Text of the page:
It's come to this that whenever I hear stories of baby aliens and all kinds of strange stuff in the news I instantly deduce someone's found a means to generate income from an elaborate hoax. The hoaxes are easy to recognize since they often include genuine scientists who participate in long drawn out investigations that a simple DNA sample could solve. For instance, one can easily observe a pattern of documentaries such as on The History Channel's Monster Quest in 2009 presenting multi-million dollar industry hoaxes that contribute to scientists salaries.
In the following baby alien hoax documentary video, it's clear a few scientists and their production companies in Mexico are desperate for income.
What appears to the human senses as a baby monkey, perhaps in a fetus stage of development, is used in an elaborate hoax generating income for scientists in Mexico.
The first sign of a hoax is how unnecessarily drawn out an investigation is when DNA evidence isn't obtained over an alleged non-human life form. In this particular alien baby hoax, one can observe they leave off in their documentary claiming they will be obtaining a DNA result. Yet three years later, there's still no DNA results. The reason they haven't presented their results are clear; the well paid scientists don't want to face public humiliation of a likely monkey specimen.
Many people believe simply because genuine scientists are involved in researching a specimen that it can't possibly be a hoax. The fact is that scientists are involved in hoaxes all the time they're well paid for. Think about how you would react if offered thousands of dollars to research a hoax that would generate millions of dollars in advertising income for a documentary? Would you turn it down if you had limited income? Believe it or not, scientists are mere human beings who aren't going to say no to a job offer simply because they know it's a hoax. Like many attorneys do in their legal briefs and frivolous lawsuits, scientists will draw out their research in order to generate income.
Here's a few examples supporting scientist involvement in profiting from hoaxes.
Surprise! There's no Lochness Monster. The inventor of the multi-million tourist and television documentary hoax later admitted to his ridiculous contrived photo on his deathbed. Scientists have made millions of dollars being funded for such research of the Lochness lake to come to the conclusion such a massive monster had no means of surviving without any substantial food supply. See Wikipedia under subtitle "Surgeon's Hoax"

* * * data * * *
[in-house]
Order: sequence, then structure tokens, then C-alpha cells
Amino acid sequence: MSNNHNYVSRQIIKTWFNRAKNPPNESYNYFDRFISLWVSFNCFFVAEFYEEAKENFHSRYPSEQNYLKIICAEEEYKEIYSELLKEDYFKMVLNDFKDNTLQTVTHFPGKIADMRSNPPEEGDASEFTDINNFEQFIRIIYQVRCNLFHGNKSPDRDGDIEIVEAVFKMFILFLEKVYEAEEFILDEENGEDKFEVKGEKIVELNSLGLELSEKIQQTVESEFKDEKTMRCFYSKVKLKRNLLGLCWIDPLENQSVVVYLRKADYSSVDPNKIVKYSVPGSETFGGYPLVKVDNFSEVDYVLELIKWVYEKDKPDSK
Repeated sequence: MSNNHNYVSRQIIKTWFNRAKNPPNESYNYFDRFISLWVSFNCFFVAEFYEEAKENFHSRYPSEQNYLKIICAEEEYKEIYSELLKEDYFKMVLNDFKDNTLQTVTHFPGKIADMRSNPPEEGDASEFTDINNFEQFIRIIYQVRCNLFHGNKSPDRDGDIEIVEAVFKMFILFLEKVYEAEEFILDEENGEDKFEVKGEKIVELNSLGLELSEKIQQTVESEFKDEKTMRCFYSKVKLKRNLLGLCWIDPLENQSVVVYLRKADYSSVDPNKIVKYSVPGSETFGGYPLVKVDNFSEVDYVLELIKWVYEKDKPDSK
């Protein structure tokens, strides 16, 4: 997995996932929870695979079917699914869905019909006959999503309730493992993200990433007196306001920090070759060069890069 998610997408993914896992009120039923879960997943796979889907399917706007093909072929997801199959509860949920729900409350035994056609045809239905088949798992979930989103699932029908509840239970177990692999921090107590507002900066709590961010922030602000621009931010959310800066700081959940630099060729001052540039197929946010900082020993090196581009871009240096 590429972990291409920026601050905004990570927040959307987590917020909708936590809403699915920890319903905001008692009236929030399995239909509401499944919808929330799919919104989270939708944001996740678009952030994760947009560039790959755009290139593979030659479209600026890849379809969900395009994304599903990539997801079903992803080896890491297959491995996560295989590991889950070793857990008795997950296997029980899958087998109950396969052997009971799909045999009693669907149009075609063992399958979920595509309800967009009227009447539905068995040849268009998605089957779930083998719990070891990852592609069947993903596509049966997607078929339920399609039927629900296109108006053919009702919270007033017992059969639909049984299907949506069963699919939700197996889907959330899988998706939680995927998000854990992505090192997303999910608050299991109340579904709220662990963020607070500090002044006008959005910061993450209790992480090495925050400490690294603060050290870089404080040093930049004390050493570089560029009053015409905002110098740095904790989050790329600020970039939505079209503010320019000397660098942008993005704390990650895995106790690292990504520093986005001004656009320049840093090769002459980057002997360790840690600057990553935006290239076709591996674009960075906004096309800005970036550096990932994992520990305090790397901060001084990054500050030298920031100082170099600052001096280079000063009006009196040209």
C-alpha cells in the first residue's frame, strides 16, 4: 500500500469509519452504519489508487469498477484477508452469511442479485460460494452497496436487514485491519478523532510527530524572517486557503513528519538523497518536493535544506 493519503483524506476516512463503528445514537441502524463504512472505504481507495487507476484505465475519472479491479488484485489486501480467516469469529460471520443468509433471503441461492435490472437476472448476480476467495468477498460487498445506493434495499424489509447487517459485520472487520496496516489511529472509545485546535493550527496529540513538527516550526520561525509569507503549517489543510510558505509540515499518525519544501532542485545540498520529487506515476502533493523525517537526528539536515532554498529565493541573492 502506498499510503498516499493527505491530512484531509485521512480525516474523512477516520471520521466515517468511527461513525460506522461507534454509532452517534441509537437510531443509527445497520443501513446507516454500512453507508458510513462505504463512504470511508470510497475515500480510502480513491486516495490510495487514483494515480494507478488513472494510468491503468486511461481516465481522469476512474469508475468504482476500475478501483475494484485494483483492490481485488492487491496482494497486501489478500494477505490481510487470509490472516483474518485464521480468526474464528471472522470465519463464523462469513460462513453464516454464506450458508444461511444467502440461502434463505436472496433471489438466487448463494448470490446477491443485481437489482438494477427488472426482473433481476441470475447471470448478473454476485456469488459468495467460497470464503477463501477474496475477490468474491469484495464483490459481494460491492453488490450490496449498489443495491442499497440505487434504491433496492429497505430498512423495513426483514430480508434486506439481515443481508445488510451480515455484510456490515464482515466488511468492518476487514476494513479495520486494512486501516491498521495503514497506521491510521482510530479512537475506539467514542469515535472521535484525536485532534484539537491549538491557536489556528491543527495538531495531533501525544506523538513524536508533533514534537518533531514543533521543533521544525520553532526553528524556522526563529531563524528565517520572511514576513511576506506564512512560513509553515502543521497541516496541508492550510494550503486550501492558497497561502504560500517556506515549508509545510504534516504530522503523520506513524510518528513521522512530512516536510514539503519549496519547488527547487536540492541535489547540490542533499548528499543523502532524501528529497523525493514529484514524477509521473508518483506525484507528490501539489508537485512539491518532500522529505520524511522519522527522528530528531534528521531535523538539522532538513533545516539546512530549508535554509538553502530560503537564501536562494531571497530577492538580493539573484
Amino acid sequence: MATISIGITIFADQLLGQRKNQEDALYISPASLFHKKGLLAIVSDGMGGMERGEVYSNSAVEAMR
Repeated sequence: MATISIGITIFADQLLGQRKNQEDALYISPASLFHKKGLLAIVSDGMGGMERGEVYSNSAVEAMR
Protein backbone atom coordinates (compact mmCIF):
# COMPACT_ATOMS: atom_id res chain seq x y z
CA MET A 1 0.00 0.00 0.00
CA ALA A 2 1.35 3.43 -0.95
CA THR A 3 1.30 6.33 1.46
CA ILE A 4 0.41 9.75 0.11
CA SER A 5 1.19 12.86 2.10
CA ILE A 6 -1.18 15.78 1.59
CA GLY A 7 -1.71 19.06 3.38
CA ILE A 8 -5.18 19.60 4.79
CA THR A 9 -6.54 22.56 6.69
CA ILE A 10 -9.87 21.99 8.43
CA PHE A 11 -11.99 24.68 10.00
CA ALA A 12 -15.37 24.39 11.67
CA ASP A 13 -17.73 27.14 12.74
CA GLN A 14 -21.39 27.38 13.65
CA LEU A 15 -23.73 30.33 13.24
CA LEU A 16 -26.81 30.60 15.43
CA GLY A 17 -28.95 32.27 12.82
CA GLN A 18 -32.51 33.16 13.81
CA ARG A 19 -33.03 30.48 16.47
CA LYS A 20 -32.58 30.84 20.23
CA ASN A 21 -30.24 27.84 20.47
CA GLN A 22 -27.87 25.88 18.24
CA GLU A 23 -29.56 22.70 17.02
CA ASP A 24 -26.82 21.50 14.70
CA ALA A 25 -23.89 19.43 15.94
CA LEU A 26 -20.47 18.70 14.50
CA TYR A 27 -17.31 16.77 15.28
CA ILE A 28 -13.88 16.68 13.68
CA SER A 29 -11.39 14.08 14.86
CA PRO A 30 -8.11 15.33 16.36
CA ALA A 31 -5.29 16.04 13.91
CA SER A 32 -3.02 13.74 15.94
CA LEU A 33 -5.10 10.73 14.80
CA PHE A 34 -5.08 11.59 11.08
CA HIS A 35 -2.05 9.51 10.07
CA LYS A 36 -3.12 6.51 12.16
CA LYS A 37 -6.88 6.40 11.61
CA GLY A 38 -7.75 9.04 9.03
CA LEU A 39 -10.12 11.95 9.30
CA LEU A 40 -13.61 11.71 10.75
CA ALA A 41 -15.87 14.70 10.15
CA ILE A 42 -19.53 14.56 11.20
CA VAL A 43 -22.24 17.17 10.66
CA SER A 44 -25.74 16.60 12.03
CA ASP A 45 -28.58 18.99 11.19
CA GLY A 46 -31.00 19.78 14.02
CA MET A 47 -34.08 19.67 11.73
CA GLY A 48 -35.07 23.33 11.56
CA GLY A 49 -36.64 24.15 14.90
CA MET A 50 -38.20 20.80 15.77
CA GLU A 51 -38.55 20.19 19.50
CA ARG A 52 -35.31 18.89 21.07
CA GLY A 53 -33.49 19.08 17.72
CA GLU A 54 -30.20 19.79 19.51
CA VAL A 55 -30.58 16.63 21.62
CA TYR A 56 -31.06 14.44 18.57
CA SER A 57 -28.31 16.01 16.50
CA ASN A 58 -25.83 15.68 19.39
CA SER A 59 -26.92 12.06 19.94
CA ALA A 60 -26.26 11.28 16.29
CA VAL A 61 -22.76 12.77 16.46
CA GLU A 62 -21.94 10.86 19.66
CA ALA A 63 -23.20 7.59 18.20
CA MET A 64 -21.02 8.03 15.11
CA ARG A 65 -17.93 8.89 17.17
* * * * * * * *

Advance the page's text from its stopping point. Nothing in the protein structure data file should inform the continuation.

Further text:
Surprise! There's no Bigfoot monster. The latest scam was a 2008 press conference in Palo Alto over a dummy rubber corpse. The well publicized event was later proven to be nothing more than a money making scheme of a since fired police officer and his partner who took off like fugitives shortly thereafter. The industry's been going strong since the early 1970's and no DNA or substantial evidence has ever been found supporting the existence of the Bigfoot myth. See Police 'Hero' Fired as Bigfoot Claim Melts Away - Timesonline UK.com
Surprise! There's no real Face on Mars. Former NASA employee Richard Hoagland wrote a book and was paid for speaking events over the coincidence of an illusion of light and shadow. Humans have vivid imaginations, especially when they're high on marijuana, being able to see whatever we like in cloud formations, the same goes for sand formations on Mars. See Unmasking The Face on Mars - NASA Science
Surprise! There's no foreseeable Rapture. Even the Bible says only God knows of Christ's second coming. Regardless, Mr. Camping has since generated a lot of publicity for himself and Christian broadcast station thus generating advertising revenue in turn. Shameless in his scam, Mr. Camping has since named a new date in October for the event. Needless to say, millions of dollars have been made off of books from the Rapture prediction scams over the past several decades. See Hal Lindsey's multi-million best seller book The Rapture from the 1980's.
Ever listen to the iPhone ShoutCast app radio talk programs? Art Bell on his Coast to Coast Radio Program was a highly successful radio host whose since retired in 2007. In fact, you can still listen to his archived programs since the early 1990's on the iPhone app. Many of Bell's guests later proved over the test of time to be nothing but scammers trying to create new industries of income for themselves.
Look out, here comes the end of the world and Comet Elenin! T-shirts, documentaries, new YouTube stars, are all headed our way. Not to say the comet isn't real and will obviously have an effect on earth, but one knows by now it will be over hyped in the coming months as an earth shaking event as a means of income.
Other hoaxes: Surprise! Wall Street's unreal having become a rigged game and criminal Bernie Maddoff has confirmed the U.S. economy is nothing but a "ponzi scheme". The U.S. Supreme Court apparently views the U.S. Constitution as a scam hoax by voting against its own 4th Amendment in favor of unlawful police searches. Turns out President Obama's a hoax whose name is really Barry Soetoro and a former CIA asset. Bin Laden was allegedly recently murdered having actually been dead since 2001 from Marfan's disease. There were no weapons of mass destruction in Iraq, as President Bush initially claimed as a means to invade the country etc. Surprise! Politicians generally aren't really distinguished respectable persons but criminals and con artists who often act out their roles as lying clown buffoons.
Stay tuned for more hoaxes in a bad economy since people have to put food on their family's table.